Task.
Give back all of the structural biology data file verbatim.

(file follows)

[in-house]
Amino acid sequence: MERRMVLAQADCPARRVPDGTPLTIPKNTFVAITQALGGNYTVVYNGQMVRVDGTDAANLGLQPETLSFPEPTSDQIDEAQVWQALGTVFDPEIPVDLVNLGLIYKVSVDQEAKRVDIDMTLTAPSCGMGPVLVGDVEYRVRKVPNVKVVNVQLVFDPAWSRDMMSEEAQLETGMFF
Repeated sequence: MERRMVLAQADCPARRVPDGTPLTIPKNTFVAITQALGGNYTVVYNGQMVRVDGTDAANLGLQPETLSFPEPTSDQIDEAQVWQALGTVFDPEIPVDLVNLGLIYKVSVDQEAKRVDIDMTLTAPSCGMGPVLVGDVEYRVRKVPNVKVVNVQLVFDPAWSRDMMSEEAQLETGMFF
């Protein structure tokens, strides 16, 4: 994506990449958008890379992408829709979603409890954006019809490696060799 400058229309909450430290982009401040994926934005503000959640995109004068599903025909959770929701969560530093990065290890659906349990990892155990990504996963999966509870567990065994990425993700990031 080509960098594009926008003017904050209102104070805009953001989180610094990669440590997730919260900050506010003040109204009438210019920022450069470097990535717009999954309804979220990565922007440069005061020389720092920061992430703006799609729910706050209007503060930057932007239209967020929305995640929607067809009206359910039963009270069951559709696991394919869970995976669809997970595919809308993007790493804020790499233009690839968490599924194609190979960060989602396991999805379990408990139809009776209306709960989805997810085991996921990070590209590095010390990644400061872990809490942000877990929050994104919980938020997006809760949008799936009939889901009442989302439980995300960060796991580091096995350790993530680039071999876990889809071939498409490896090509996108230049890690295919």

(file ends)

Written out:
[in-house]
Amino acid sequence: MERRMVLAQADCPARRVPDGTPLTIPKNTFVAITQALGGNYTVVYNGQMVRVDGTDAANLGLQPETLSFPEPTSDQIDEAQVWQALGTVFDPEIPVDLVNLGLIYKVSVDQEAKRVDIDMTLTAPSCGMGPVLVGDVEYRVRKVPNVKVVNVQLVFDPAWSRDMMSEEAQLETGMFF
Repeated sequence: MERRMVLAQADCPARRVPDGTPLTIPKNTFVAITQALGGNYTVVYNGQMVRVDGTDAANLGLQPETLSFPEPTSDQIDEAQVWQALGTVFDPEIPVDLVNLGLIYKVSVDQEAKRVDIDMTLTAPSCGMGPVLVGDVEYRVRKVPNVKVVNVQLVFDPAWSRDMMSEEAQLETGMFF
């Protein structure tokens, strides 16, 4: 994506990449958008890379992408829709979603409890954006019809490696060799 400058229309909450430290982009401040994926934005503000959640995109004068599903025909959770929701969560530093990065290890659906349990990892155990990504996963999966509870567990065994990425993700990031 080509960098594009926008003017904050209102104070805009953001989180610094990669440590997730919260900050506010003040109204009438210019920022450069470097990535717009999954309804979220990565922007440069005061020389720092920061992430703006799609729910706050209007503060930057932007239209967020929305995640929607067809009206359910039963009270069951559709696991394919869970995976669809997970595919809308993007790493804020790499233009690839968490599924194609190979960060989602396991999805379990408990139809009776209306709960989805997810085991996921990070590209590095010390990644400061872990809490942000877990929050994104919980938020997006809760949008799936009939889901009442989302439980995300960060796991580091096995350790993530680039071999876990889809071939498409490896090509996108230049890690295919």